This metric should be in line with your product if you are working on a password manager, then time to log in would be the most important. But your assumptions may vary.

Some real-life examples

Now, the execution of products varies often. I always like to supplement ramblings with real-life examples. As a terrible history student doomed to repeat the past, sometimes, we should try follow the few great examples we have. Here are some quick case studies.

Turning the Valve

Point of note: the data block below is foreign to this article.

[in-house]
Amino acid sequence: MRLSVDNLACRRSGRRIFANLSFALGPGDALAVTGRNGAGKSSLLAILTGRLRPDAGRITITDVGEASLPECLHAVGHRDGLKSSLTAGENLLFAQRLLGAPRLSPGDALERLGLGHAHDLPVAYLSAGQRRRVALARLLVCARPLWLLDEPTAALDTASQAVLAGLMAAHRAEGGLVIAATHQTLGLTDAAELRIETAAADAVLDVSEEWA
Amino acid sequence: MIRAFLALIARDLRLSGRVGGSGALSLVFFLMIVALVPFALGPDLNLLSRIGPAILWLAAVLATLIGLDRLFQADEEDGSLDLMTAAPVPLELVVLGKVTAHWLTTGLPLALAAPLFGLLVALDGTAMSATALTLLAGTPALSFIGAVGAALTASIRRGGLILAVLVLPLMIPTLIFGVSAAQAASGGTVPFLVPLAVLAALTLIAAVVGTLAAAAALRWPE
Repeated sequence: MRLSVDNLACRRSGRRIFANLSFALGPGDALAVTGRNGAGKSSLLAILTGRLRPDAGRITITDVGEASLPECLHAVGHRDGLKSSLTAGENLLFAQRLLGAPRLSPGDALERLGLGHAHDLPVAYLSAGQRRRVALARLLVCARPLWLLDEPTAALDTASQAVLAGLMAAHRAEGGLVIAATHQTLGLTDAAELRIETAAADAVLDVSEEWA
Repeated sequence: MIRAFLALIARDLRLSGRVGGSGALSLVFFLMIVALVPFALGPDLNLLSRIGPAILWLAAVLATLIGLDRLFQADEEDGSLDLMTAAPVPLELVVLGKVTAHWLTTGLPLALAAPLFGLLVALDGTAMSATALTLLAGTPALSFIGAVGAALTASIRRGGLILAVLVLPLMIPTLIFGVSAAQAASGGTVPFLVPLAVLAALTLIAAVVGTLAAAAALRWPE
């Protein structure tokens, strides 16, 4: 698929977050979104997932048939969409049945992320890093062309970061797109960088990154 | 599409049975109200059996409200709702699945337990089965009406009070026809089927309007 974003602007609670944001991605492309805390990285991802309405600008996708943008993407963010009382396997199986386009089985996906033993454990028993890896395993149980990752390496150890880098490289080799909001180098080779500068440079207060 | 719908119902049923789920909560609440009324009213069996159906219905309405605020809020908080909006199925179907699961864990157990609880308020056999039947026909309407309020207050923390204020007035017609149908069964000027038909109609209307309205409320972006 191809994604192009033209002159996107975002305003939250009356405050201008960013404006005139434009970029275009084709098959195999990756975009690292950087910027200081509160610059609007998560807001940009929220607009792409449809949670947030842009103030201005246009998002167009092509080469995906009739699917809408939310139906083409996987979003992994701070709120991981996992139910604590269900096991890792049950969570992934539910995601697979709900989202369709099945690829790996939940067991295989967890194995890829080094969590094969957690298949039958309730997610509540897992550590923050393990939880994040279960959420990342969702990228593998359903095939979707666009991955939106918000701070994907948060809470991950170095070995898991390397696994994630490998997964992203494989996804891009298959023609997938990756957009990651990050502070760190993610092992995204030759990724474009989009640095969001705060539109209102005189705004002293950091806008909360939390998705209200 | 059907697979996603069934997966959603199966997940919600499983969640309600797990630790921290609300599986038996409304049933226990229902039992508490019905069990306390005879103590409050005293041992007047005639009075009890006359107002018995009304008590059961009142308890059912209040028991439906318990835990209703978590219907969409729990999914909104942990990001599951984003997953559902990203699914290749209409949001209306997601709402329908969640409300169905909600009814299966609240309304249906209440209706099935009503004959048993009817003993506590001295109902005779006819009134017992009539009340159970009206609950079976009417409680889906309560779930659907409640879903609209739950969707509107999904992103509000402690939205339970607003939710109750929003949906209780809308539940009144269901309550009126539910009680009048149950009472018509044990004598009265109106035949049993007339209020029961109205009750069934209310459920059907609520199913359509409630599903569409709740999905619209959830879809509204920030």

Sierra On-Line (A Game Publisher) got into a dispute with Valve Software over the licensing of its games at internet cafes. Upon the release of the highly anticipated computer video game Half-Life 2, Valve later rolled out its own DRM software that doubled as a download manager called Steam. It mandated that all Valve Software games had to move over to a “Steam Powered” version to enable online play. It was a highly unpopular move. Internet downloads weren’t exactly fast in 2004, and users protested by switching to pirated versions of their multi-player offerings. They allowed users to use the old versions of their software for up to a year until Sierra shut off their server discovery tool. However, over time, there was a vast roadmap that took customers on a journey for what valve felt was the future of games and social. It improved on its nascent Friends support, eventually adding user-profiles and achievements like their console competitors. Then, the infamous Steam Sale was added to its web-store. (Discounting games up to 90 percent) Since computer video games were headed to digital anyways- the sun-setting of Sierra On-Line lead to the creation of the most popular and profitable PC gaming store thus far, reviving a platform that was declared dead many times by business journalists in the face of video game consoles. Valve Software used a stick first method but was able to sustainably grow its business into one of the largest and most beloved in the world. The mention of “The Steam Summer Sale” is enough to get people ready to shell out their money.